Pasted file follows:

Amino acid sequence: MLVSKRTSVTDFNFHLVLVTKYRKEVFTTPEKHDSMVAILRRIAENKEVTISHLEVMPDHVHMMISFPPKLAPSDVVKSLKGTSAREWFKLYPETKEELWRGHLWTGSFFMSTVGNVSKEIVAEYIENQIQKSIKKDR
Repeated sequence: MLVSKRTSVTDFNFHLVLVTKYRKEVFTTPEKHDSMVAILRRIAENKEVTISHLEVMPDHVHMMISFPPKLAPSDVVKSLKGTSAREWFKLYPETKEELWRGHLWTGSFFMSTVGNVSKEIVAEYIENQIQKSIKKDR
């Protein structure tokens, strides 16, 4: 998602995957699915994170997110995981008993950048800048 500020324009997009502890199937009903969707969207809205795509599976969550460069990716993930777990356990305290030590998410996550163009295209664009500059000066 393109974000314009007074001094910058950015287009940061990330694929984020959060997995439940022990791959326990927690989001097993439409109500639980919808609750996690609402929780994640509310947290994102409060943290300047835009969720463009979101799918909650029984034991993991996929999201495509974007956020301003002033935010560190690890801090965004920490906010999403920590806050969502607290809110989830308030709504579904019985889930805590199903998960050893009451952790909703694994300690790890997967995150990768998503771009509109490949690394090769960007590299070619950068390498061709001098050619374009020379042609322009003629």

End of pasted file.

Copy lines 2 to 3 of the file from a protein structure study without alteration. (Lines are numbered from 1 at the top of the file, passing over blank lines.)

Repeated sequence: MLVSKRTSVTDFNFHLVLVTKYRKEVFTTPEKHDSMVAILRRIAENKEVTISHLEVMPDHVHMMISFPPKLAPSDVVKSLKGTSAREWFKLYPETKEELWRGHLWTGSFFMSTVGNVSKEIVAEYIENQIQKSIKKDR
């Protein structure tokens, strides 16, 4: 998602995957699915994170997110995981008993950048800048 500020324009997009502890199937009903969707969207809205795509599976969550460069990716993930777990356990305290030590998410996550163009295209664009500059000066 393109974000314009007074001094910058950015287009940061990330694929984020959060997995439940022990791959326990927690989001097993439409109500639980919808609750996690609402929780994640509310947290994102409060943290300047835009969720463009979101799918909650029984034991993991996929999201495509974007956020301003002033935010560190690890801090965004920490906010999403920590806050969502607290809110989830308030709504579904019985889930805590199903998960050893009451952790909703694994300690790890997967995150990768998503771009509109490949690394090769960007590299070619950068390498061709001098050619374009020379042609322009003629």